Case considered: Bishop v. Alberta College of Optometrists, 2009 ABCA 175
PDF version: Does the Punishment Fit the “Crime”?
A hearing tribunal of the Alberta College of Optometrists found Dr. Donald Bishop guilty of professional misconduct due to billing infractions. Dr. Bishop appealed the decision to a panel of the Council of the Alberta College of Optometrists (the “Council”) and to the Court of Appeal, both of which upheld the decision, largely on factual grounds.
Legally speaking, therefore, not much flows from the decision. An interesting aspect of it, however, is the sanction that was imposed on Dr. Bishop. For the professional misconduct he was fined $8,750. He was also charged with the costs of the investigation and hearings held into the matter, which after the appeal to the Council panel (and prior to the appeal to the Court) amounted to $73,227.41. The Court noted with respect to this amount that the Health Professions Act, R.S.A. 2000, c. H-7, authorizes both the hearing tribunal and the Council to require an investigated person to pay such costs; as a result “the Council had jurisdiction to make a full costs order and there was no need to provide specific reasons for doing so” (para. 33).
Given this legislative authority, the Court’s decision seems reasonable. However, I question whether this approach to regulatory sanction – which I think is very common – is a desirable one. It essentially uncouples the nature of the sanction from the nature of the offence. In this case it seems that the offence was viewed as only meriting an $8,750 fine; but the effective penalty imposed was in fact over $80,000. This means either that the original fine was artificially decreased to account for the risk that Dr. Bishop was going to have to pay for the cost of the hearing (which means that the denunciatory effect of the sanction is diluted) or the actual sanction was wildly disproportionate to the seriousness with which the offence was viewed. Either result seems dubious.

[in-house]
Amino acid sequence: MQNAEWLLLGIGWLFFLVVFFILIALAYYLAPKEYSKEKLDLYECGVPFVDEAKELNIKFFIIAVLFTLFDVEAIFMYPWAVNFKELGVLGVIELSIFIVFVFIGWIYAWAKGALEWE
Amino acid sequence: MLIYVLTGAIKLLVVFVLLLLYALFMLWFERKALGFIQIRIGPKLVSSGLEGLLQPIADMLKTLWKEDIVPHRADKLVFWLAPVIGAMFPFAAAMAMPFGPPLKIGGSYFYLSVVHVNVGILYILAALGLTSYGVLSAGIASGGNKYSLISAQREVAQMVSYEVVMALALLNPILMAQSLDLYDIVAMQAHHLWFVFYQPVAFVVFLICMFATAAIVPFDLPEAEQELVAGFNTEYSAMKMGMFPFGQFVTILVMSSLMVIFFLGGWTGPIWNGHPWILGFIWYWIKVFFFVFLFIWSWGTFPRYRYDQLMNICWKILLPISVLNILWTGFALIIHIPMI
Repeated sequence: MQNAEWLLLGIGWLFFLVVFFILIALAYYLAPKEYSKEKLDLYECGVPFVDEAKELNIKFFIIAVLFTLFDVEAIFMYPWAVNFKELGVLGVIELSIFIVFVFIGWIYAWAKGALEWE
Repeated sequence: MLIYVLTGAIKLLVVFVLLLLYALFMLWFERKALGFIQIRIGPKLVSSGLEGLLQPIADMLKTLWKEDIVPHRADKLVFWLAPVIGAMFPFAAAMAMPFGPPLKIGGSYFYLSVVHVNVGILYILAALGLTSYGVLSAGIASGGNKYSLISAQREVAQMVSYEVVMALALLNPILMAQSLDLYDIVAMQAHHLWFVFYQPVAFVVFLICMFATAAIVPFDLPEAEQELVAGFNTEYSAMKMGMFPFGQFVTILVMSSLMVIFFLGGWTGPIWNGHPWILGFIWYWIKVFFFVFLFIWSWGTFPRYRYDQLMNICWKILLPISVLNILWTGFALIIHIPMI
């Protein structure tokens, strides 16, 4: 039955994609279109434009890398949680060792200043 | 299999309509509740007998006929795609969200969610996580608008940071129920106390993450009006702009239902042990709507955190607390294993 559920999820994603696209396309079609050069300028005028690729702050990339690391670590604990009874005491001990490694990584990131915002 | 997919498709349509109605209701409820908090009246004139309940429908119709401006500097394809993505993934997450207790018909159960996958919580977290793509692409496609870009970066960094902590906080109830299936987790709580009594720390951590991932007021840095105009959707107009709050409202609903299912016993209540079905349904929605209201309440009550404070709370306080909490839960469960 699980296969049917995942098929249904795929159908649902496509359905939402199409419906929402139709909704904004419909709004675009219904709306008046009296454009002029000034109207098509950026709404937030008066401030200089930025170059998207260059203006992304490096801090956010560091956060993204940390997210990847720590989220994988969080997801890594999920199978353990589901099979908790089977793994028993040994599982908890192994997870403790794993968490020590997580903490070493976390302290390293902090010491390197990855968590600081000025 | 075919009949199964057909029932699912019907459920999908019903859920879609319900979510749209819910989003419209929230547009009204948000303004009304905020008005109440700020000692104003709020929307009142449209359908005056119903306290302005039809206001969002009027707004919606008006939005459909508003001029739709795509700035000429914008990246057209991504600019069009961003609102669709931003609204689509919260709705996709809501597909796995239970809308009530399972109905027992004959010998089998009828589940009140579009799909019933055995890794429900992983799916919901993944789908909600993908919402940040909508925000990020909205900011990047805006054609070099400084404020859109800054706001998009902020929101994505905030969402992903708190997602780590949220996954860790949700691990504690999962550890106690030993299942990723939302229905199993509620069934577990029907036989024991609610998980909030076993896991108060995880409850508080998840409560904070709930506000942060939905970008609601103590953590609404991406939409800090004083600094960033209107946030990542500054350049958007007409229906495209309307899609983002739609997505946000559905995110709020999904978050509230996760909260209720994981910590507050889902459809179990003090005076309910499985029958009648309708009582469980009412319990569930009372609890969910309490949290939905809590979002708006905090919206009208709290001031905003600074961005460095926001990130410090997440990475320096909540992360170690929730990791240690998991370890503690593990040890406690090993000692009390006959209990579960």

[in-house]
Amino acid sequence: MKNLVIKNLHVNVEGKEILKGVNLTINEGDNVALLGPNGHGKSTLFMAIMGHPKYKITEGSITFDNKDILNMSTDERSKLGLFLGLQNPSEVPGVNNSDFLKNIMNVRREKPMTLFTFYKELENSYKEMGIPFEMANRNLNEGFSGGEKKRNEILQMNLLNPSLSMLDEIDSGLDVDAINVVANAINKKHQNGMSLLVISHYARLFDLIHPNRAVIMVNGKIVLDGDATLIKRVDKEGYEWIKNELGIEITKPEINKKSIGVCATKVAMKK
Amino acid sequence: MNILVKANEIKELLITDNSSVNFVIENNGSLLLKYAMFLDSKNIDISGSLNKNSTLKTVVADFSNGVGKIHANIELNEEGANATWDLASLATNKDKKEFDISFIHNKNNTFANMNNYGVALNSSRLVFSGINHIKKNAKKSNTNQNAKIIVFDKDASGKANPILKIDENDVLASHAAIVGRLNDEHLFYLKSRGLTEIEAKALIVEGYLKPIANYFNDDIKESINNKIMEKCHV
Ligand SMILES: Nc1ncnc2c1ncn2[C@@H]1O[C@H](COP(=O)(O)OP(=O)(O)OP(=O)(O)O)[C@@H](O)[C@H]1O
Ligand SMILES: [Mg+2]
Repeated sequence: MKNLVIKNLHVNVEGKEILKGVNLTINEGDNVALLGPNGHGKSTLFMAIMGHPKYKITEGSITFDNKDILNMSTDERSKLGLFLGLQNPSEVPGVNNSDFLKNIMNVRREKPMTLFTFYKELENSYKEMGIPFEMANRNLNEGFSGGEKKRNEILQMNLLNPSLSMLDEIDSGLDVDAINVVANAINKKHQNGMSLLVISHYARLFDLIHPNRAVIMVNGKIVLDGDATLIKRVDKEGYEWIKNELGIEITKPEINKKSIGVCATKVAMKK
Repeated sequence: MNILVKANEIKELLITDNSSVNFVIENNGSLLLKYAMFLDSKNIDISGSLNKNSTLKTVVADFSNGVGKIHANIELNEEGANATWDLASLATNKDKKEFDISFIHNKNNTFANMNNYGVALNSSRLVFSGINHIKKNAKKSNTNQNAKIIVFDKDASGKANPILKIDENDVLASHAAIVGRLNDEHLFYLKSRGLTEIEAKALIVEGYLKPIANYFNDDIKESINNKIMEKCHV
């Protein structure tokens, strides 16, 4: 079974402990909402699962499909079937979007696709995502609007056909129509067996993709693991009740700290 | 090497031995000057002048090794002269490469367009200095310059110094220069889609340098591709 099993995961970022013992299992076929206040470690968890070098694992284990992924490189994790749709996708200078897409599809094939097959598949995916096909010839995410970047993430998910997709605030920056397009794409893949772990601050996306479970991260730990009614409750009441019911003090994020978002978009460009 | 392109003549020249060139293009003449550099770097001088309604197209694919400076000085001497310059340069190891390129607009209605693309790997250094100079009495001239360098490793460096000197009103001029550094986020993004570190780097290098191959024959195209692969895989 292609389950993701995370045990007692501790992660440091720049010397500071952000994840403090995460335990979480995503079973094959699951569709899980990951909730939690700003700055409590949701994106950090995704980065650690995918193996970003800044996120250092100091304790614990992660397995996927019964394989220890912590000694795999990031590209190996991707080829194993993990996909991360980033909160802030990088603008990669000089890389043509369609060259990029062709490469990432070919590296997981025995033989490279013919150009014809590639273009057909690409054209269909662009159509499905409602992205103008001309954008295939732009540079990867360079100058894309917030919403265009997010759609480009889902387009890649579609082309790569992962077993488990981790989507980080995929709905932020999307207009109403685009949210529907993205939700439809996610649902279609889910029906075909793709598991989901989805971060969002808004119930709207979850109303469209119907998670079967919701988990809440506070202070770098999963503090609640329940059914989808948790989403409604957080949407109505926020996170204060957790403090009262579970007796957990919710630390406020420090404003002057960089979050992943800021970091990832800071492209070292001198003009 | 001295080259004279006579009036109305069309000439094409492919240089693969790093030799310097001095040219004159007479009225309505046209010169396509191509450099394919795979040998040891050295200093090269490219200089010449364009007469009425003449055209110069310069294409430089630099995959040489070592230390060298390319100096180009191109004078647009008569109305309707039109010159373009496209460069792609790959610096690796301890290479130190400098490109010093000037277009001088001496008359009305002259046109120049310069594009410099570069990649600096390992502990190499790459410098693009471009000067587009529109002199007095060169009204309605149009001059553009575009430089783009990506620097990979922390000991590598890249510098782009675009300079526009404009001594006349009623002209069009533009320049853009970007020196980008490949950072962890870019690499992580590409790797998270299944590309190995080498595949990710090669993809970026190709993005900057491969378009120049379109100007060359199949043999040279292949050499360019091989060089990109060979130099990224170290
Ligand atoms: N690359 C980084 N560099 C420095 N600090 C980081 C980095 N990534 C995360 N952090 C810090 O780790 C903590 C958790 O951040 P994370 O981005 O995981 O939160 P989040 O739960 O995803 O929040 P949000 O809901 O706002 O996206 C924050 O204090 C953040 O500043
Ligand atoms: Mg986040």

I do understand the attraction of the argument that those who commit professional offences should be the ones to pay for the costs of professional regulation. On the other hand, this argument seems out of keeping with modern administrative and government regulation. The regulatory apparatus that governs professionals should not have to rely for its operating budget on the variable financial resources of those who commit such offences. And regulation should be focused carefully on the task at hand – identifying and regulating professional misconduct – not on attempting to finance itself through the process. Finally, and perhaps most importantly, an individual facing an allegation of professional misconduct is an individual with significant personal interests and rights at stake, potentially his ability to pursue his profession and earn a livelihood. Moreover, the individual faces that risk against the apparatus of the state. His ability to exercise his legal rights – in this case, an appeal to the Council panel – should not be set at so high a price, here some $60,000 (of the $73,227.41 noted above, $8892.51 was the cost of the initial decision-making process and investigation, the remainder was associated with the appeal).